On the Water Front

Drought in California is intensifying. It’s time to rise to the challenge.

Record-setting high temperatures in the 90s — in April. The driest first three months of the year in California history. Another drought executive order from the governor calling for more water conservation and requiring protection of existing groundwater wells. These are all signs that the drought is continuing to rear its ugly head in our Golden State and indeed much of the West.

On top of that, the recently released climate report from the Intergovernmental Panel on Climate Change warned that if we don’t get serious about making “immediate and deep” cuts in emissions everywhere, the impacts — including droughts — will become even more severe.

But that report also offered hope, noting we still have the tools and sufficient capital and liquidity to limit warming and its impacts. Similarly, in California, we are fortunate to have a mammoth $29 billion budget surplus this year. If deployed effectively, this windfall gives the Newsom administration and state leaders the unique opportunity to help the nation’s most productive agricultural region successfully transition to limited but more resilient water supplies in an equitable way.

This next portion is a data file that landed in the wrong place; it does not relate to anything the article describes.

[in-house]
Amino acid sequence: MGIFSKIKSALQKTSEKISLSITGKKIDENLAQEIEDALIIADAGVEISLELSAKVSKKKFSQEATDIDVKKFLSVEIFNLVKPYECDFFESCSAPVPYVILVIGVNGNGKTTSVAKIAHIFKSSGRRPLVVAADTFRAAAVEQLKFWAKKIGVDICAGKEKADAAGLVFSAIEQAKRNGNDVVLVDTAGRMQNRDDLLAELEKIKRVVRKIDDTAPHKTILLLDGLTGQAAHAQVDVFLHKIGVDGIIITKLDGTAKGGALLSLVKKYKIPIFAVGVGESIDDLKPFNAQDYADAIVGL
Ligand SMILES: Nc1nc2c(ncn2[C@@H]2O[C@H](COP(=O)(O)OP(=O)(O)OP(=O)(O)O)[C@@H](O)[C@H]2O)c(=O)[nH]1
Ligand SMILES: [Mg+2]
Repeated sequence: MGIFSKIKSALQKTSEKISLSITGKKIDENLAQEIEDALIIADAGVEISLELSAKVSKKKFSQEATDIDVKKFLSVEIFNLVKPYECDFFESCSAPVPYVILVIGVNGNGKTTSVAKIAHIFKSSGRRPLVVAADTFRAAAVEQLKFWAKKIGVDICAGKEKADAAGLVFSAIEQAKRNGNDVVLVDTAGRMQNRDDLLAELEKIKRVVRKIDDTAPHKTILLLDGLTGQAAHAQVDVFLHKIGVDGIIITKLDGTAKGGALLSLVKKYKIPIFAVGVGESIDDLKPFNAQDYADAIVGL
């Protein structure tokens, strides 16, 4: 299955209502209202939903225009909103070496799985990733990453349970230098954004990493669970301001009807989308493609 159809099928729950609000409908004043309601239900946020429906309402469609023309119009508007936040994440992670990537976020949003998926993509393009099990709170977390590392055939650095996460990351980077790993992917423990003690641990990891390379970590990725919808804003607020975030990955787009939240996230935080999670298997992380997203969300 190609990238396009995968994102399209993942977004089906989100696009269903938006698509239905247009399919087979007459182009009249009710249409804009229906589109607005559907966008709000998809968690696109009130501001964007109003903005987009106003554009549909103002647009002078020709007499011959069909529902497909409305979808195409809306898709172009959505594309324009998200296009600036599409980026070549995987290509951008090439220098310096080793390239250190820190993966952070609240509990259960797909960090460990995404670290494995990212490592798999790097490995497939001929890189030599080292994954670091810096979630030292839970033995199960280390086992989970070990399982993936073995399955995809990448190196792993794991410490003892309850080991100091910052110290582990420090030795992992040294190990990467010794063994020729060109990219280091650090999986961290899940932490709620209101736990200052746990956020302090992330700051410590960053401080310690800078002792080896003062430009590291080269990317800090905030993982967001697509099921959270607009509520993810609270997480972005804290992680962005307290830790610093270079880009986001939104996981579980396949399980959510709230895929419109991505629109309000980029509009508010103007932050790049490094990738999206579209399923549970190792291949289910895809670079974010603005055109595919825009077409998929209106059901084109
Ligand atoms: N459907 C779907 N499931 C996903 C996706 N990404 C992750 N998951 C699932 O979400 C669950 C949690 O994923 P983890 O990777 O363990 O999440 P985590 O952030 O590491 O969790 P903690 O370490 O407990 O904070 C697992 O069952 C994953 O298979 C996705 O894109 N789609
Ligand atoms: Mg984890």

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This farmland repurposing project is delivering 3 benefits. A park may be next.

Farmland repurposed for groundwater recharge with Huron in background Sarah Woolf, a member of a Fresno County farm family, is standing on the edge of a field that most recently grew hemp; garlic, tomatoes and onions before that; and cotton years ago. On one side is the dry Arroyo Pasajero Creek, bushes, and a wild, scraggly tree that looks like something from a Dr. Seuss book. On the other side in the far distance is the small farming town of Huron.

This former hemp field has been regraded to recharge groundwater from the creek during the next big storm in order to provide both water supply and flood control benefits. It’s an example of the kind of project that could be funded by the state’s new Multibenefit Land Repurposing Program, which launched this year with an initial $50 million. The program was created to help ease the transition for farmers to sustainable groundwater management while creating new benefits on previously irrigated land.

My colleagues and I recently visited the Arroyo Pasajero Creek and talked with Woolf and later Huron Mayor Rey León about the project and current drought. In addition to conserving water, here are three additional benefits of this land repurposing project — and one envisioned for the future — that they highlighted.

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